Patriot or Vandal? Teen in Southern Poland Charged with Defacing Monument to Red Army
A teenager in southern Poland is to be tried on suspicion of vandalising a monument in his home town – but veterans’ organisations supporting the boy say that defacing the statue was an act of patriotism, not crime, because it is a memorial to Red Army soldiers.
The 16-year-old boy, who cannot be named for legal reasons, is said to have vandalised the Braterstwa Broni (Brothers in Arms) monument to the Red Army in Nowy Sącz, during a rally on September 27 last year. He has been charged with causing 500 złoty worth of damage to the monument.
The offence, like all similar acts of vandalism in Poland, may be prosecuted under articles 261 and 288 of the Polish Criminal Code, and the boy will appear in court on March 19.
However, Krzysztof Bzdyl, speaking on behalf of veterans’ and independence fighters’ associations in Kraków, said the monument was a relic of the Soviet occupation of Poland, adding that the case showed that communist-era police repression continued in Nowy Sącz today.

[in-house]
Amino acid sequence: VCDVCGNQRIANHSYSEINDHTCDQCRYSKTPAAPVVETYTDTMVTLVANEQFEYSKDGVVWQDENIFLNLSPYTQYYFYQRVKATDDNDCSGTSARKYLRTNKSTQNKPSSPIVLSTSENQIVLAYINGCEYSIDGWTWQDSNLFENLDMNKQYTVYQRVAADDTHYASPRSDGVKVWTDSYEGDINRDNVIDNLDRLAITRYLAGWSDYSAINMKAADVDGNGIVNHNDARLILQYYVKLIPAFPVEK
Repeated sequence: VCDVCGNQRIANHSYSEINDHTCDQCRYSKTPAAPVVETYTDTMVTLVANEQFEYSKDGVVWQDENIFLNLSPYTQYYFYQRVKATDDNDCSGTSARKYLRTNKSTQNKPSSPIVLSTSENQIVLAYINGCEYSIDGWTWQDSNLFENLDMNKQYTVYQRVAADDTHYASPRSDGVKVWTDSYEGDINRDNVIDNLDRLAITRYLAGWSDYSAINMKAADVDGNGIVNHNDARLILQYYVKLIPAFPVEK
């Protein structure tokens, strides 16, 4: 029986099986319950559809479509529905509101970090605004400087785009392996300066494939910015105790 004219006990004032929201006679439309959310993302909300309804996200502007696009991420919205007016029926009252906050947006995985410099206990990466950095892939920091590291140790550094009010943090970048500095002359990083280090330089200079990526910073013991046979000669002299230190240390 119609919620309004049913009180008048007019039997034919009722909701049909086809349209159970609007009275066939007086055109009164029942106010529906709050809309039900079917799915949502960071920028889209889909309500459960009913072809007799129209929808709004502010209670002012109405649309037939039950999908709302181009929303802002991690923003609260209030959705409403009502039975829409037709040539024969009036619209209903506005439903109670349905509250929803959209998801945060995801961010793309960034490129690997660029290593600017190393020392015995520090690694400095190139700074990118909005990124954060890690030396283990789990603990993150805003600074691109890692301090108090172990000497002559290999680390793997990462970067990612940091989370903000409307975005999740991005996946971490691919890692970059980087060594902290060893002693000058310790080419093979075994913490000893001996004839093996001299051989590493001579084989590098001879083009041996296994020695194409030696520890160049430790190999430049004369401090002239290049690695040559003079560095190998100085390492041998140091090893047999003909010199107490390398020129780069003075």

Mr Bzdyl said: “Police are exacting revenge [for the fall of communism], even on a 16-year-old boy, sending him to the juvenile court for his patriotism and courage.”
The Red Army swept into Poland in September 1939, just days after Hitler’s armies had invaded. Throughout the war, and immediately afterwards, Russian troops committed attrocities against Poles. Stalin then won an agreement from the USA and the UK at Yalta, which put Poland in Moscow’s sphere of influence after the war, until 1989.
The Nowy Sącz case echoes others in nearby Kraków, where monuments in the city’s Park Jordana have been defaced. One such was a monument to Cold War spy Ryszard Kukliński, who passed secrets to the West, but who some still say was a traitor. Even the late Pope John Paul II has not escaped, as his monument on Kraków’s Błonia was vandalised with anti-semitic graffiti.